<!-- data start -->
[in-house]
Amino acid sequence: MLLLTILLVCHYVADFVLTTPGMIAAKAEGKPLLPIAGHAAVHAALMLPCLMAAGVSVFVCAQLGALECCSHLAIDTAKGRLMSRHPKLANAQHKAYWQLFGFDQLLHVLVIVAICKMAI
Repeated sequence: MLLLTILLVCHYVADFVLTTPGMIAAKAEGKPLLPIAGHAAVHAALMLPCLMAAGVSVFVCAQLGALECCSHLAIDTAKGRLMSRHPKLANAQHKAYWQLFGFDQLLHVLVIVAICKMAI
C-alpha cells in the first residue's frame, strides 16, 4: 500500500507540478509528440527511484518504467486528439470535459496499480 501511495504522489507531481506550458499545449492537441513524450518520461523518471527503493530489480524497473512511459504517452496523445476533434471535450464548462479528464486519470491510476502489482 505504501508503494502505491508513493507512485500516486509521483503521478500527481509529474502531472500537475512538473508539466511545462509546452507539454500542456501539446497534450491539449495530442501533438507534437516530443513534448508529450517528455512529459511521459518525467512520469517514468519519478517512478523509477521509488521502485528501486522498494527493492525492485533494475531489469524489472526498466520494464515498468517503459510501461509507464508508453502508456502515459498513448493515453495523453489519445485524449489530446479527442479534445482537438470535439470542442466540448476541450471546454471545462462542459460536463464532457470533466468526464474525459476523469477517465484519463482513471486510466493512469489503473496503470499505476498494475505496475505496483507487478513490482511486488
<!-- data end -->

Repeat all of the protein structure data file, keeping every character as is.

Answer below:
[in-house]
Amino acid sequence: MLLLTILLVCHYVADFVLTTPGMIAAKAEGKPLLPIAGHAAVHAALMLPCLMAAGVSVFVCAQLGALECCSHLAIDTAKGRLMSRHPKLANAQHKAYWQLFGFDQLLHVLVIVAICKMAI
Repeated sequence: MLLLTILLVCHYVADFVLTTPGMIAAKAEGKPLLPIAGHAAVHAALMLPCLMAAGVSVFVCAQLGALECCSHLAIDTAKGRLMSRHPKLANAQHKAYWQLFGFDQLLHVLVIVAICKMAI
C-alpha cells in the first residue's frame, strides 16, 4: 500500500507540478509528440527511484518504467486528439470535459496499480 501511495504522489507531481506550458499545449492537441513524450518520461523518471527503493530489480524497473512511459504517452496523445476533434471535450464548462479528464486519470491510476502489482 505504501508503494502505491508513493507512485500516486509521483503521478500527481509529474502531472500537475512538473508539466511545462509546452507539454500542456501539446497534450491539449495530442501533438507534437516530443513534448508529450517528455512529459511521459518525467512520469517514468519519478517512478523509477521509488521502485528501486522498494527493492525492485533494475531489469524489472526498466520494464515498468517503459510501461509507464508508453502508456502515459498513448493515453495523453489519445485524449489530446479527442479534445482537438470535439470542442466540448476541450471546454471545462462542459460536463464532457470533466468526464474525459476523469477517465484519463482513471486510466493512469489503473496503470499505476498494475505496475505496483507487478513490482511486488